Phusion white papers Phusion overview

Phusion Blog

Efficient substring searching

By Hongli Lai on December 6th, 2010

There are many times when programmers need to search for a substring, for example when parsing text. This is commonly referred to as searching for a needle (substring) in a haystack (the string to search in). The most straightforward way to do this is by using search functions that your language provides:

  • C: strchr()/memchr(), strstr()/memmem()
  • C++: string::find()
  • Ruby: String#index or regular expressions
  • Python: string.find() or regular expressions

However those functions are usually implemented in a naive way. They usually go through every index in the haystack and try to compare the substring at that index with the given needle. Thus, given a needle of length M and a haystack of length N, those algorithms need O(M*N) steps in the worst case. This is acceptable for small haystacks, but becomes more and more problematic as the the haystack grows.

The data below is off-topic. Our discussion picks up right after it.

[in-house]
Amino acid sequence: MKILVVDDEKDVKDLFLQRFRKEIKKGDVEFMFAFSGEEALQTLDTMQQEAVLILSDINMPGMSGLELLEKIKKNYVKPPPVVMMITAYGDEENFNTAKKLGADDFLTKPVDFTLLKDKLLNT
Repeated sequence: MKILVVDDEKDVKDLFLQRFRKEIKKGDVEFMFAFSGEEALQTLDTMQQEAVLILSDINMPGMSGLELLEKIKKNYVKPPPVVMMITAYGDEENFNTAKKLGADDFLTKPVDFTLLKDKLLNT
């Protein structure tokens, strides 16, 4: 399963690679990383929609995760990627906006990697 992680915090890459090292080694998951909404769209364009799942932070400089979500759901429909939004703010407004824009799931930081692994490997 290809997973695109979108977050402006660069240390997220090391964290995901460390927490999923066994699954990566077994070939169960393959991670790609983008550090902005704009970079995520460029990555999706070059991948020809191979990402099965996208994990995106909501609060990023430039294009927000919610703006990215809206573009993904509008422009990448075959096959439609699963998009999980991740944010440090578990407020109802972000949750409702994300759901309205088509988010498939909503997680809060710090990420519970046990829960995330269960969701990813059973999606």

In this article we’ll examine smarter algorithms, in particular Boyer-Moore and its variants. Finally we’ll present the reader with an optimized Boyer-Moore-Horspool implementation in C++. This implementation differs from most others in that it’s heavily optimized and is capable of accepting haystack input in a streaming manner.

Before we move on, it should be noted that Python’s string.find(), Ruby regular expressions and glibc’s implementation of memmem() actually can use smarter algorithms when conditions are right, but that is besides the main point of this article.

Demonstration of a naive substring search algorithm

Smarter algorithms